Health Plan Funding – It’s more about strategy than company size…
We recently received a question from one of our clients on an article about health insurance options for small businesses:
The focus of the article centers around the availability of large company tools for small company health plans. It talks in detail about programs that are traditionally only available to groups with over 100 employees but are now available in the small employer market. It also explains the programs in layman’s terms and gives a well-articulated overview of why self-insurance is more relevant than ever.
The only consideration not addressed in the write-up is the organization’s overall benefits strategy, and how self-funding, or really any alternative funding method, fits into that. This is a critical piece of information that must be factored into the equation. Regardless of the size of the group, when it comes to self-funding, level funding, captives or consortiums, it’s more about strategic approach then company size.
Although companies are limited to specific products based on size, there are alternative funding opportunities available in most market segments. The real question is whether or not the alternative funding options available actually fit into the organizational benefits strategy and budgeting philosophy.
A few key questions to consider when thinking about self-funding or alternative funding:
- What are the organization’s goals?
Immediate cost savings, turnkey administration, long term cost control?
- What is the strategy behind the approach being considered?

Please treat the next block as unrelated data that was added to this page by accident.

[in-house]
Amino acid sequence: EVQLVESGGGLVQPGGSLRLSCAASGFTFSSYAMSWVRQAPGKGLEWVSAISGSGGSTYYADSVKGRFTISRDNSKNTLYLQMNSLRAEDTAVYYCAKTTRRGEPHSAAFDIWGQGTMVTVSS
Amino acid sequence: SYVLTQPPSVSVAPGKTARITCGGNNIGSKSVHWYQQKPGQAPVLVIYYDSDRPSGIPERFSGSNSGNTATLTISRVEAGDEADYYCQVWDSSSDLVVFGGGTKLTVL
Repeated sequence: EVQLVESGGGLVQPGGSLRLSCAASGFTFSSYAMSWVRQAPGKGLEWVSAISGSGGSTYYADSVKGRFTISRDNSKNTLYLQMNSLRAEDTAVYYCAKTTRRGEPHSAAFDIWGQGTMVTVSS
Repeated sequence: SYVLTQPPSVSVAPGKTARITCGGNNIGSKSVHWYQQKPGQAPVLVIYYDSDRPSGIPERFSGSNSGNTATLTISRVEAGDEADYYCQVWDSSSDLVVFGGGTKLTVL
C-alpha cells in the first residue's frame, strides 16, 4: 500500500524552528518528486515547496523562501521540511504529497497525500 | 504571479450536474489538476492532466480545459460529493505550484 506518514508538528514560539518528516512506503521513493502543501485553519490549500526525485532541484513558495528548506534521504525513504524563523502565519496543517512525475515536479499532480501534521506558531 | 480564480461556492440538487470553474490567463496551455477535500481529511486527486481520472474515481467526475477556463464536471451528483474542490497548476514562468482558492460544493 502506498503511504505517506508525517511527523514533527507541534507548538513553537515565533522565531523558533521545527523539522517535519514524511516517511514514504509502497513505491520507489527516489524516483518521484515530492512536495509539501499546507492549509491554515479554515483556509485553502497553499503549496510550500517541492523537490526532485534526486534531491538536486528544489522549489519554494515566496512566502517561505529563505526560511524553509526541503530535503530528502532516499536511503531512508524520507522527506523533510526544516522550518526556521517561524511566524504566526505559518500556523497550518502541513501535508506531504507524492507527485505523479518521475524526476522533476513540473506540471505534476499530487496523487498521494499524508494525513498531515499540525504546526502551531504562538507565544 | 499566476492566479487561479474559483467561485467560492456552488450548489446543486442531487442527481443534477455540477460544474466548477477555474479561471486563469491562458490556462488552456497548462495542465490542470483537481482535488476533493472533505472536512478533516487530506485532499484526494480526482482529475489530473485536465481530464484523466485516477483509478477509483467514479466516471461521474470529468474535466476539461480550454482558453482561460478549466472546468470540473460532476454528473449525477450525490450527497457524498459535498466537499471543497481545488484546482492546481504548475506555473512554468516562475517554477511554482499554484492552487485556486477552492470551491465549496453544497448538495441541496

Independence, cooperative purchasing power, risk sharing?
- What are the intricacies involved with the funding solution?
Variability in monthly payments, protection for catastrophic claims, fiduciary responsibilities, applicable state mandates?
Evaluating the above questions and answers in advance will help an organization determine if alternate funding could actually be a fit.
Typically speaking, self-funding or any type of alternative funding arrangement is about buying into a concept and creating a long term strategy. In fact, second year costs in a self-funded program are usually higher than average because of the first year discount for “immature” claims. If this is not understood or properly planned for at inception, the perception of the program will not be as favorable as it should be. However, if created appropriately, self-funding can be hugely successful for any size group. It removes the element of the unknown and transitions cost control opportunities from the insurance carrier to the companies themselves. It also saves on the year over year carrier changes and resulting employee disruption.